2011 Bass Pro Shops Central Open #3 Table Rock Lake - Branson, MO, Oct 20 - 22, 2011

Mark Tucker looks to make music again at Central Open

James Overstreet
Mark Tucker would have wrapped up the Open on Lake Lewisville more easily had he landed this 7-plus fish.

About the author

Mike Suchan

Mike Suchan

Mike Suchan has been an editor and content producer at Bassmaster.com for nearly a decade. 

“Uh-one and uh-two … ”

Those words spoken in a thick German accent along with a wave of his baton, Lawrence Welk would queue the band, his “champagne music makers,” for another song.

Mark Tucker would like to follow Welk’s lead. He’s got the one, winning the first Bass Pro Shops Bassmaster Central Open, and will wave his rods over Table Rock Lake in search of his two.

“I would love to win,” he said. “If it was on any other lake in this area, I might be favored to win. This lake can be brutal. I’ve never come here and really caught them consistent every day of the tournament. I’ve always had an off day.”

Any angler hoping to make champagne flow has their work cut out for them in the weather-delayed third Central Open, running Thursday through Saturday out of Branson, Mo. With tournament headquarters at the Welk Resorts Branson, the anglers are performing just outside “The Live Music Show Capital of the World,” but probably won’t have much time to take in the likes of Shoji Tabuchi.

Tucker, who lives in St. Louis about 3 hours from Branson, wants his strings to sing so he could headline Saturday’s final weigh-in at the Bass Pro Shops. In April, the site in Branson along Lake Taneycomo was flooded, and dangerous navigation on Table Rock forced the move from April 28-30 to this week.

While he was a regular on the lake in April preparing, he just visited the 43,000-acre impoundment again last week before heading to Oklahoma’s Grand Lake over the weekend, where he took third in a tournament and won $11,000. He’s not counting on the same at Table Rock, where he said conditions are difficult.

“I was here all last week, and it was tough, tough, tough fishing,” Tucker said. “Table Rock is some of the toughest fishing anywhere in this part of the world. Right now, it’s a grind. You just have to go, go, go to catch one here and one there.”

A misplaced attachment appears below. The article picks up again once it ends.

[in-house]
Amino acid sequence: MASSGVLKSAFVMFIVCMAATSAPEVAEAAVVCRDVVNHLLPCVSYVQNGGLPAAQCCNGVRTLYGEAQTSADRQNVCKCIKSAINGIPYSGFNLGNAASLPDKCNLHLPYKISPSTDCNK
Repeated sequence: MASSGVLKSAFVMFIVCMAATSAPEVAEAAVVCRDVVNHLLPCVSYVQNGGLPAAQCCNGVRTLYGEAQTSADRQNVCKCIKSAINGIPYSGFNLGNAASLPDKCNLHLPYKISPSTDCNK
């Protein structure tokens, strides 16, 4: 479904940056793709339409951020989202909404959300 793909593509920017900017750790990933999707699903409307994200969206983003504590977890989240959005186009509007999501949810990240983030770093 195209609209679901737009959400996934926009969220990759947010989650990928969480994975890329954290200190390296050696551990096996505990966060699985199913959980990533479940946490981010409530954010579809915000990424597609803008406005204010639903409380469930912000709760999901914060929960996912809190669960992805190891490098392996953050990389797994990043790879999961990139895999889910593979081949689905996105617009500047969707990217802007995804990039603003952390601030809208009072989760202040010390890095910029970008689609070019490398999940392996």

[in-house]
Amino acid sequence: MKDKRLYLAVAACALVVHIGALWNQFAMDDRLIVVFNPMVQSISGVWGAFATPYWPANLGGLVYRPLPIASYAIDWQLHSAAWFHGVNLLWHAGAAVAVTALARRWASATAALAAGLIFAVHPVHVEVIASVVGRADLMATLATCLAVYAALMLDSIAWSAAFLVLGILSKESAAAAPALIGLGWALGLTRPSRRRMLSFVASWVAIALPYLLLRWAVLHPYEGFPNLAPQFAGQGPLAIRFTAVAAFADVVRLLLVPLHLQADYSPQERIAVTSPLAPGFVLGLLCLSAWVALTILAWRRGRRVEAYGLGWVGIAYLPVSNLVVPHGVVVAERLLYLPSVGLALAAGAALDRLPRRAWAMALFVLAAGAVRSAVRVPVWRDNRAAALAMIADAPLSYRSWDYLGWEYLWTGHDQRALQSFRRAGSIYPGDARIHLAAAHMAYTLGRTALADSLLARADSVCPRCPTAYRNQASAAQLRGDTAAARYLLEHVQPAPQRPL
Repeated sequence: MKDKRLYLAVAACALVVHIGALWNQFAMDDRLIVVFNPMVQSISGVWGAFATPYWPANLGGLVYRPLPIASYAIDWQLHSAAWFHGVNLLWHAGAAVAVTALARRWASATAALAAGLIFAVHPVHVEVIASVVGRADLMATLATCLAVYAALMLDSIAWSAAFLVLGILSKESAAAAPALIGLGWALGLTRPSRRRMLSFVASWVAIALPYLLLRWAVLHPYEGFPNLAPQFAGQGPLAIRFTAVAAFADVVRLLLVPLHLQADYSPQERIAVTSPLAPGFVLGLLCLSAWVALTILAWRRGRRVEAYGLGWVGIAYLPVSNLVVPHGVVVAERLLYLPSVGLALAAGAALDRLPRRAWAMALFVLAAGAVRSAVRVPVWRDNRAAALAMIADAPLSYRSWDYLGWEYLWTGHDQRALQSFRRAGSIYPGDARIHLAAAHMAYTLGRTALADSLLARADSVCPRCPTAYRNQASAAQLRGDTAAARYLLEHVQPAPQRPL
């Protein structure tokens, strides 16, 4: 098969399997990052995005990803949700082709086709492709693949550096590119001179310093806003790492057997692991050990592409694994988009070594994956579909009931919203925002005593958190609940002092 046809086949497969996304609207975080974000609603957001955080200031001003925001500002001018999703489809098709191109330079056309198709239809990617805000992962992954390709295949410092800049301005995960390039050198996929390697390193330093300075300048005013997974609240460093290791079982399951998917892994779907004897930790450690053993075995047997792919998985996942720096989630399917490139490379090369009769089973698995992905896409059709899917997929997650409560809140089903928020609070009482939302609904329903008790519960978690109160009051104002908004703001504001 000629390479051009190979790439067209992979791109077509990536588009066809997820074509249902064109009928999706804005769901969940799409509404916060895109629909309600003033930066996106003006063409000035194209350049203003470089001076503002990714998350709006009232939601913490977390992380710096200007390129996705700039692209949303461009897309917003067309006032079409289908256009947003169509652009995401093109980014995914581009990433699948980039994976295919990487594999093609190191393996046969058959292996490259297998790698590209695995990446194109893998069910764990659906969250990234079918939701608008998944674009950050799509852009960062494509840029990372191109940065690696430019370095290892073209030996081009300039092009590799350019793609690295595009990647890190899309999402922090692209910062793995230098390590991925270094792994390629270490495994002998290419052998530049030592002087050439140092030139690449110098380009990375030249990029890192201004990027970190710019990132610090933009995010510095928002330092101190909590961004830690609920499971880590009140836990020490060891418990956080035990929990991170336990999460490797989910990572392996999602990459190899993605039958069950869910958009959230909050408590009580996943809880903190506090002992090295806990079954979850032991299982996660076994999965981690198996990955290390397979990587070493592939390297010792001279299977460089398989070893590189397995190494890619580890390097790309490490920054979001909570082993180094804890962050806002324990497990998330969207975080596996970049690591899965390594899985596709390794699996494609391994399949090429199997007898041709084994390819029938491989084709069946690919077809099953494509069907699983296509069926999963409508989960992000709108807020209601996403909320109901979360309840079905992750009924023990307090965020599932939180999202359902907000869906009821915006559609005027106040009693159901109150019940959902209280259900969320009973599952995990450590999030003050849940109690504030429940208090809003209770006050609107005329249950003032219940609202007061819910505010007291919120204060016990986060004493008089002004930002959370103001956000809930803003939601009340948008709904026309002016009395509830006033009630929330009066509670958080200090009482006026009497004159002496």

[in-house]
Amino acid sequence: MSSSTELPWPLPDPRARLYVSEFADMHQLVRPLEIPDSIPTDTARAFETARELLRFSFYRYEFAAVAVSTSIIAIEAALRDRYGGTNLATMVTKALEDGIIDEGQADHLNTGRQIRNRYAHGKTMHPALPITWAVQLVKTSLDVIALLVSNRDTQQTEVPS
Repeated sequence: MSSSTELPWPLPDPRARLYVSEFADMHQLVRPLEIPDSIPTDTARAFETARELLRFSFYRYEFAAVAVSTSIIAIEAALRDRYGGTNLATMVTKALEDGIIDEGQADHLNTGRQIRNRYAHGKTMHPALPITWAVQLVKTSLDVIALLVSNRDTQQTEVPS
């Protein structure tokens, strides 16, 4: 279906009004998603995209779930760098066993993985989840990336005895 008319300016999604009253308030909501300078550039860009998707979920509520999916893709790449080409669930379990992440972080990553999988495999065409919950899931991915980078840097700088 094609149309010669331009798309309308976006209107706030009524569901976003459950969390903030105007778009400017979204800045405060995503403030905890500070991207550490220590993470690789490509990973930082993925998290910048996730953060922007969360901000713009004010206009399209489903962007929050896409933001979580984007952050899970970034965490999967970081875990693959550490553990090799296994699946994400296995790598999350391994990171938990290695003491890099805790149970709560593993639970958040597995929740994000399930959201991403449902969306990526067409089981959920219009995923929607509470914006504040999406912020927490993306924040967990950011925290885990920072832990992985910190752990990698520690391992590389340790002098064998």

Tucker said an unseasonably dry, hot summer stressed out the fish. There’s been no water moving, and he hopes the cool front with rain Monday night will turn things around. 

“Until the water temp gets in the lower 60s, that’s when it will start swinging around,” he said. “That could go either way, it could turn them on or just flat turn them off. You have to fish with an open mind and stay positive.”

Tucker, who had fished the Elite Series for 10 years before pulling up stakes last year, has had some success on Table Rock, but not so much in his last B.A.S.S. visit. In The Rock Pro in 2006, Tucker finished 26th behind winner Todd Faircloth, who had 50-9 in the September event. Tucker fished well enough in the season-ender to qualify for the Classic.

The event was a month earlier and Tucker said the water was much clearer, before the turnover and when bass were feeding before the transition period. He said Faircloth caught most his fish drop shotting.

“It could be won like that again, but the fishing doesn’t seem to be that way right now. More fish are being caught on spoons and stuff like that,” Tucker said. “It’s a tough lake to fish. One day you can catch them in one spot and the next day you go back and there’s no fish.”

Some anglers will undoubtedly bring in decent sacks, and bags in the low teens should fare well. Local Robbie Dobson won the EverStart event there last week with 37 pounds over three days.

Tucker, whose first Bassmaster event was a third here in 1996, says he has some leeway already having secured the Classic berth, his eighth.

“I’m looking forward to going to the Classic and getting down to the Red River in November to prefish,” he said. “I’ve been there several times so I kind of know how you got to go about fishing.”

Winning the Open made his year, but he went back working 40 hours a week at his concrete job, and took off to fish these events.

 “I haven’t even had time to work on fishing tackle,” he said. “It’s different now. For me, taking off two weeks, it was a God-sent deal. I made enough money to get through the winter.”

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